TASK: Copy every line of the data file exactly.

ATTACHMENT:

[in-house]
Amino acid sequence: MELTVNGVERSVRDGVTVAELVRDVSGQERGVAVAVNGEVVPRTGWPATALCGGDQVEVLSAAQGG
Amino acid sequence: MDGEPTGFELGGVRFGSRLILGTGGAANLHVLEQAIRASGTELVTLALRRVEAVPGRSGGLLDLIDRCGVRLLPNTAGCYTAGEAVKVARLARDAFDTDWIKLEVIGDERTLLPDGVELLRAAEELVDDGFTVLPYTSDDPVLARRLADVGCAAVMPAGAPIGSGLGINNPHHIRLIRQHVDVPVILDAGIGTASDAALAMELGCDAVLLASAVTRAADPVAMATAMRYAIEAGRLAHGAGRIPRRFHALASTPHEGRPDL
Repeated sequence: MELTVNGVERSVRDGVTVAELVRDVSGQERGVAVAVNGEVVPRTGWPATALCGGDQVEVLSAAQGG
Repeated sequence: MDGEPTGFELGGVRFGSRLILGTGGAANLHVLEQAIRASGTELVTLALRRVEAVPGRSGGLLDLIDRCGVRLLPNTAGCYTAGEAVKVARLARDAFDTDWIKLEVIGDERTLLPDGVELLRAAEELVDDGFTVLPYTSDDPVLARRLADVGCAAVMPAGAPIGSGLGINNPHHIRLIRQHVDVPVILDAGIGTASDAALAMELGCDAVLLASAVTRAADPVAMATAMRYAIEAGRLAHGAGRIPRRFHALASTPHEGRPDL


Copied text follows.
[in-house]
Amino acid sequence: MELTVNGVERSVRDGVTVAELVRDVSGQERGVAVAVNGEVVPRTGWPATALCGGDQVEVLSAAQGG
Amino acid sequence: MDGEPTGFELGGVRFGSRLILGTGGAANLHVLEQAIRASGTELVTLALRRVEAVPGRSGGLLDLIDRCGVRLLPNTAGCYTAGEAVKVARLARDAFDTDWIKLEVIGDERTLLPDGVELLRAAEELVDDGFTVLPYTSDDPVLARRLADVGCAAVMPAGAPIGSGLGINNPHHIRLIRQHVDVPVILDAGIGTASDAALAMELGCDAVLLASAVTRAADPVAMATAMRYAIEAGRLAHGAGRIPRRFHALASTPHEGRPDL
Repeated sequence: MELTVNGVERSVRDGVTVAELVRDVSGQERGVAVAVNGEVVPRTGWPATALCGGDQVEVLSAAQGG
Repeated sequence: MDGEPTGFELGGVRFGSRLILGTGGAANLHVLEQAIRASGTELVTLALRRVEAVPGRSGGLLDLIDRCGVRLLPNTAGCYTAGEAVKVARLARDAFDTDWIKLEVIGDERTLLPDGVELLRAAEELVDDGFTVLPYTSDDPVLARRLADVGCAAVMPAGAPIGSGLGINNPHHIRLIRQHVDVPVILDAGIGTASDAALAMELGCDAVLLASAVTRAADPVAMATAMRYAIEAGRLAHGAGRIPRRFHALASTPHEGRPDL